During the 2012 campaign, President Barack Obama’s Education Secretary Arne Duncan said the administration’s goal was to make “student loans available to as many people as possible” regardless of credit score, something Obama called an “economic imperative in the 21st century.”
But according to a new Federal Reserve report, “U.S. student-loan debt rose by $42 billion, or 4.6%, to $956 billion in the third quarter,” and federal programs that made it easy for people to borrow loans are pushing more people into debt to the point where some analysts believe bailout funds may next to go writing off defaulted student loans.
According to the Wall Street Journal:
Payments on 11% of student-loan balances were 90 or more days behind at the end of September, up from 8.9% at the end of June, a rate that now exceeds that for credit cards. Delinquency rates for all other consumer-debt categories fell or were flat.
Because laws passed during the Bush administration made it nearly impossible to discharge student loans in bankruptcy proceedings, student-loan defaults can have a “crippling effect on the ability of many households to access credit in the future.”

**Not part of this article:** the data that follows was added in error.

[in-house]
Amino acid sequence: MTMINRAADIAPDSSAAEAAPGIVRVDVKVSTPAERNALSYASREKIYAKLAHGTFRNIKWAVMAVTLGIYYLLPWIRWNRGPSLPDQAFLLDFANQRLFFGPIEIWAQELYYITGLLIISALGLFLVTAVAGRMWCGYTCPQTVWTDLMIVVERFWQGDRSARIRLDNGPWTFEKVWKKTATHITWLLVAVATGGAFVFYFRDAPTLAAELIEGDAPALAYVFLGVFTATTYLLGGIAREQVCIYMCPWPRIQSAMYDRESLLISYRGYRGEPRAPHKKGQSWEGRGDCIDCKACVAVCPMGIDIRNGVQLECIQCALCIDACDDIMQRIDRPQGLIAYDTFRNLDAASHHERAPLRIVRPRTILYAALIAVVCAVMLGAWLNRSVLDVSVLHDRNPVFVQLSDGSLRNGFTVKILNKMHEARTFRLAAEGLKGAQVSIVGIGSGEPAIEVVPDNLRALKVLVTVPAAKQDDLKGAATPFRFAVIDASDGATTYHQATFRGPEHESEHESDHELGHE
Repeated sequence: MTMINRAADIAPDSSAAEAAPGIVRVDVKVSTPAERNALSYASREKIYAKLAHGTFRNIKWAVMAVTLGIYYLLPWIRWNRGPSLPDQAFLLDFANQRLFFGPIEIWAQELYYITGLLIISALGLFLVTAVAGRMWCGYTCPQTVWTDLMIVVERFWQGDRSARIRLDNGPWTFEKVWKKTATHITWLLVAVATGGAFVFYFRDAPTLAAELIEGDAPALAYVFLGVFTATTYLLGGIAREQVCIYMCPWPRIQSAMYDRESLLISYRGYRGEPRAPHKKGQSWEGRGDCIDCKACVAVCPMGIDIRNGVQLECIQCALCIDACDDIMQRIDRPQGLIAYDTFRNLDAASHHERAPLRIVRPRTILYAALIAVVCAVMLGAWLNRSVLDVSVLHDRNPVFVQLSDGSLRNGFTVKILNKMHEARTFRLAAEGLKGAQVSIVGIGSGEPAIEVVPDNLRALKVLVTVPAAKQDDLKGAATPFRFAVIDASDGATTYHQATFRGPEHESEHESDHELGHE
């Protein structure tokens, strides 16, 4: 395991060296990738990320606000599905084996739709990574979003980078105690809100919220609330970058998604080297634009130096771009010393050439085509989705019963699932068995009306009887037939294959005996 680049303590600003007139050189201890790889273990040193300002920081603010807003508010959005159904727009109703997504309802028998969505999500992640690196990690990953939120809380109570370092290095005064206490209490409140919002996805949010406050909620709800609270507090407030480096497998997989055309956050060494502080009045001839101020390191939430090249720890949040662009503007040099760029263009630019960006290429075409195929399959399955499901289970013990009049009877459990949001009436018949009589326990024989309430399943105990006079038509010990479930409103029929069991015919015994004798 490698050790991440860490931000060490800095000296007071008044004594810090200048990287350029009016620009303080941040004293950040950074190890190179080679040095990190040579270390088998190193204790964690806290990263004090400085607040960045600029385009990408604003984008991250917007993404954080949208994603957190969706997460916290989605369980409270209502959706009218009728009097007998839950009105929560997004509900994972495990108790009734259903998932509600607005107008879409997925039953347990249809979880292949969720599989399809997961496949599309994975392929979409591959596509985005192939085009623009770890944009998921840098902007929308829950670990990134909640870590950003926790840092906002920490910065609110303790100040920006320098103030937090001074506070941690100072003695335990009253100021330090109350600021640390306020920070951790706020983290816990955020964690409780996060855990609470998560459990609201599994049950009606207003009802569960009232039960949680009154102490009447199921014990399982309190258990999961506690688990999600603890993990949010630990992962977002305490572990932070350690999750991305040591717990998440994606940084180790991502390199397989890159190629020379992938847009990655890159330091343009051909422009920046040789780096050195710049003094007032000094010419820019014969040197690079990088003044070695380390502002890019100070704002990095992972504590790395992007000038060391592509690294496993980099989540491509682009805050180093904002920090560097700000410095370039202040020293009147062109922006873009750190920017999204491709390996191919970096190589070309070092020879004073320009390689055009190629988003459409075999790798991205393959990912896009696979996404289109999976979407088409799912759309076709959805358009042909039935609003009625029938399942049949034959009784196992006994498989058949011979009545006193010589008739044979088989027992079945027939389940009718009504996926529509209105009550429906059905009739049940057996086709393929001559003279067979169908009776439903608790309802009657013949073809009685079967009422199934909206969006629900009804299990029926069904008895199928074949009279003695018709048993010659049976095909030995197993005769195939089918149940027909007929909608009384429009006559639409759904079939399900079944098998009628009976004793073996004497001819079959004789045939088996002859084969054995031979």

Stafford loans, which account for more than three-fourths of federal student loans, “impose no credit standards and are capped at a total of $57,500 for undergraduates” while loans to parents and some graduate students “have no upper limits” if the borrower is not weeded out because of an “adverse credit history,” such as filing for bankruptcy in the previous five years.
Federal loans to those attending for-profit schools have been especially troublesome, according to the Federal Reserve and Education Department figures:
Such students account for 12% of total undergraduate college enrollment and 22% of Stafford loan funds, according to the College Board. Among those whose federal loans came due in the year ended Sept. 30, 2009, 23% defaulted–meaning they went a year without making a payment–within three years …
Student loans became more readily available during the 2000s and “the bulk of the loans were made by private lenders and guaranteed by the federal government” before “Congress cut out the private middlemen and had the federal government start making loans directly” in 2010. Now, 93% of all student loans are made directly by the government.
The Federal Reserve data show that “since the end of 2007, just before the financial crisis hit, total student debt has grown by more than 56%, adjusted for inflation.”
According to the Journal, the Education Department, in an effort to reduce defaults, “has tightened standards for loans to parents and grad students, prohibited federal lending to schools if more than a certain percentage of its graduates default over several years, and allowed borrowers to postpone payments during periods of ‘hardship.'”